Employer Training Needs in Hawaii

Upjohn Institute Working Paper 92-15

Stephen A. Woodbury

November 1992

The Survey of Employer Training Needs in Hawaii was undertaken to gather information and data on the needs and preferences of employers in Hawaii regarding government assistance with training. The need for such information was created by passage of Act 68, Session Laws of Hawaii 1991, which created the Hawaii Employment and Training Fund "to assist employers and workers through innovative programs to include, but not be limited to, business-specific training, upgrade training, new occupational skills, management skills, and support services to improve the long-term employability of Hawaii's people."

The survey was mailed to a stratified random sample of 5,886 establishments in the State of Hawaii. The response rate was excellent: Of the 5,886 who received the survey, 1,650 (or 28 percent) returned usable responses that are included in the analysis.

A unique feature of the survey is that it obtained information on the training needs and deficiencies of seven separate occupational groups: Highly-skilled white-collar workers; sales and sales-related workers; administrative support (including clerical) workers; highly-skilled blue-collar workers; less-skilled blue-collar workers; service workers; and farming, forestry, and fishing workers.

The results of the survey present a clear justification for policy along the lines of the Hawaii Employment and Training Fund: For only two occupational groups did more than one-third of employers say that their most recently hired employees were well-prepared for work. This basic finding suggests strongly that the underlying problem facing the labor market of Hawaii can be characterized as a skill shortage.

Further, the results of the survey show that between 38 and 47 percent of employers (depending on occupational group) would like to see government provide some form of assistance with their formal training needs. In contrast, 15 to 23 percent of employers believe that government can do little to help with their formal training needs. In other words, about twice as many employers indicated that they would like to see government do something to assist with formal training as indicated that government could do little to help.

Findings from the survey point to the importance of implementing policies that would assist two occupational groups and their employers: service workers and highly-skilled blue-collar workers. Seventy percent of employers who had job vacancies for service workers reported that they have difficulty filling those vacancies. Also, service workers stand out as having more acute skill deficiencies than any other group of workers. Finally, service workers' skill deficiencies appear to be of a kind that can be best remedied through formal training, and a relatively high percentage of employers 28 percent would like to see the training costs of their service workers subsidized.

Regarding highly-skilled blue-collar workers, there is an acute labor shortage. The percentage of employers who indicate that they have difficulty filling vacancies for highly-skilled blue-collar workers is very high 68 percent and the percentage of these who report that lack of applicant training is a problem in filling skilled blue-collar vacancies 91 percent is far higher than for any other occupational group.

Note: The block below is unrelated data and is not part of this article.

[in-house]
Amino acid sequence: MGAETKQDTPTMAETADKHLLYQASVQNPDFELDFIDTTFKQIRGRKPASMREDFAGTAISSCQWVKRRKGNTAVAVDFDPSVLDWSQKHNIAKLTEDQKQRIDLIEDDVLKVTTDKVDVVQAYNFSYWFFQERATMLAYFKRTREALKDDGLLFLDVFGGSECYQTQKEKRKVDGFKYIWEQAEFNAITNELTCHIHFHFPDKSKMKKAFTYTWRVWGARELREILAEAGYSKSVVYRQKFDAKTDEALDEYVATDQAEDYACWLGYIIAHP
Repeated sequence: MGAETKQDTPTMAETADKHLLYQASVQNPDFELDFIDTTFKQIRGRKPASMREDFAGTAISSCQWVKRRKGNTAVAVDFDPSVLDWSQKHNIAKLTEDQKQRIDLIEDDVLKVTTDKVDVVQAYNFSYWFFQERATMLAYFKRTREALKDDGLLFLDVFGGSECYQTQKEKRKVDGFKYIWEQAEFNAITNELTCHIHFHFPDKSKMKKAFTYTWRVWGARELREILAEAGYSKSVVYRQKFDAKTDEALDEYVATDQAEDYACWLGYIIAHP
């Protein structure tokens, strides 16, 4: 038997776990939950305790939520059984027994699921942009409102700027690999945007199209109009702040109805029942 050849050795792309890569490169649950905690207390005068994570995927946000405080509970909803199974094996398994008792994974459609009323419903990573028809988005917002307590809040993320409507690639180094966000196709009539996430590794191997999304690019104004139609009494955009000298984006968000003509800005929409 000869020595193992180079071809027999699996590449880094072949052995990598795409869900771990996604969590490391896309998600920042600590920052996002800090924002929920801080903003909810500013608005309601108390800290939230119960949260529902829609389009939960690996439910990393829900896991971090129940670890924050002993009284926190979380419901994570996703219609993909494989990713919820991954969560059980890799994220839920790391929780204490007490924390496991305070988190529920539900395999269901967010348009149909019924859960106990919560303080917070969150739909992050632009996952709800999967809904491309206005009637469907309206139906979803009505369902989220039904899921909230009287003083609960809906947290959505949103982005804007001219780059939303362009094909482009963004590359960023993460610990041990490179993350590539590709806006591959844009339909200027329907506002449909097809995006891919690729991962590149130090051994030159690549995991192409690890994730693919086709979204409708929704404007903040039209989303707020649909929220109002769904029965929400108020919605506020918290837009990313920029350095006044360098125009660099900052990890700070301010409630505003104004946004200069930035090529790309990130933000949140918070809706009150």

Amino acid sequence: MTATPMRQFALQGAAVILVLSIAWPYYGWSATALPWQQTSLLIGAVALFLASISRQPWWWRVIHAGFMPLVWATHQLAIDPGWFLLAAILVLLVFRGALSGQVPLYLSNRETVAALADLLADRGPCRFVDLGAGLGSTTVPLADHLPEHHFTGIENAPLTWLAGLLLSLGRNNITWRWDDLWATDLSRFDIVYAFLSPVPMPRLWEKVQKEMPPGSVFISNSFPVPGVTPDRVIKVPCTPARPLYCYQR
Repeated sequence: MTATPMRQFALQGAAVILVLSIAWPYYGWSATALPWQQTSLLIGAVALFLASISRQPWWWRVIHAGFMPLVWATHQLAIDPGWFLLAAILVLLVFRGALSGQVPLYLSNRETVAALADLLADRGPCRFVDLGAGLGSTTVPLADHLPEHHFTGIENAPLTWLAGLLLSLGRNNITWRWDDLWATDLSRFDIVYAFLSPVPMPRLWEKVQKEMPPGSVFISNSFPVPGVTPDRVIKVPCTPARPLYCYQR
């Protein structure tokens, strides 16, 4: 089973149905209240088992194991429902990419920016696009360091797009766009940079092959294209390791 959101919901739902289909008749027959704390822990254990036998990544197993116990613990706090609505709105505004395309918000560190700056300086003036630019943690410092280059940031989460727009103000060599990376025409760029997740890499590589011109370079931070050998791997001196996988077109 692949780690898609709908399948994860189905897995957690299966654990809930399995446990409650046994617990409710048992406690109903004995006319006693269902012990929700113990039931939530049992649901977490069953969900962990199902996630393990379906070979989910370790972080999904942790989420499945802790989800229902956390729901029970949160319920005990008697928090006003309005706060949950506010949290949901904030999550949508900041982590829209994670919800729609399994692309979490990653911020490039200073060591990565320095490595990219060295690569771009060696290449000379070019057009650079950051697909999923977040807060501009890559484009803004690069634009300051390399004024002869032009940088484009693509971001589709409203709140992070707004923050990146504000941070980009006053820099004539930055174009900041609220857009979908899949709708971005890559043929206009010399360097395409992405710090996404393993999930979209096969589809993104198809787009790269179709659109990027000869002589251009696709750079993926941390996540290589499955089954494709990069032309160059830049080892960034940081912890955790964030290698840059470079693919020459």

For both service and highly-skilled blue-collar workers, the findings point to a problem of skill shortage that could be addressed through appropriate employment and training policy. There is also a somewhat weaker case for directly Employment and Training Fund resources toward two other occupational groups: sales and less-skilled blue-collar workers.

The findings do not suggest a strong need to target certain counties or to vary policies from county to county. Neither do the findings suggest a strong case for targeting employers of a certain size, or for targeting employers in certain industries. Rather, the need is for targeting certain occupations in particular service and highly-skilled blue-collar occupations.

The last section of the report suggests a two-pronged approach to implementing the Employment and Training Fund. The first approach would provide general training to service workers (and possibly others in need of improved general skills) by improving the linkage between workers who need to upgrade their skills and programs that could help them. The Employment Service as a strategically located information-gathering and counseling organization is the logical organization around which to integrate and link existing education and training programs, and to implement improvements in existing programs.

The second approach would continue firm-specific training programs under the Aloha State Specialized Employment and Training Program (ASSET), and occupation-specific entry and upgrade training programs formerly funded by the High Demand Occupations Training program. The findings of the Survey of Employer Training Needs suggest gearing Hawaii's customized and occupation-specific training programs to the needs of service workers and highly-skilled blue-collar workers and their employers with the goal of alleviating skill shortages in these labor markets.

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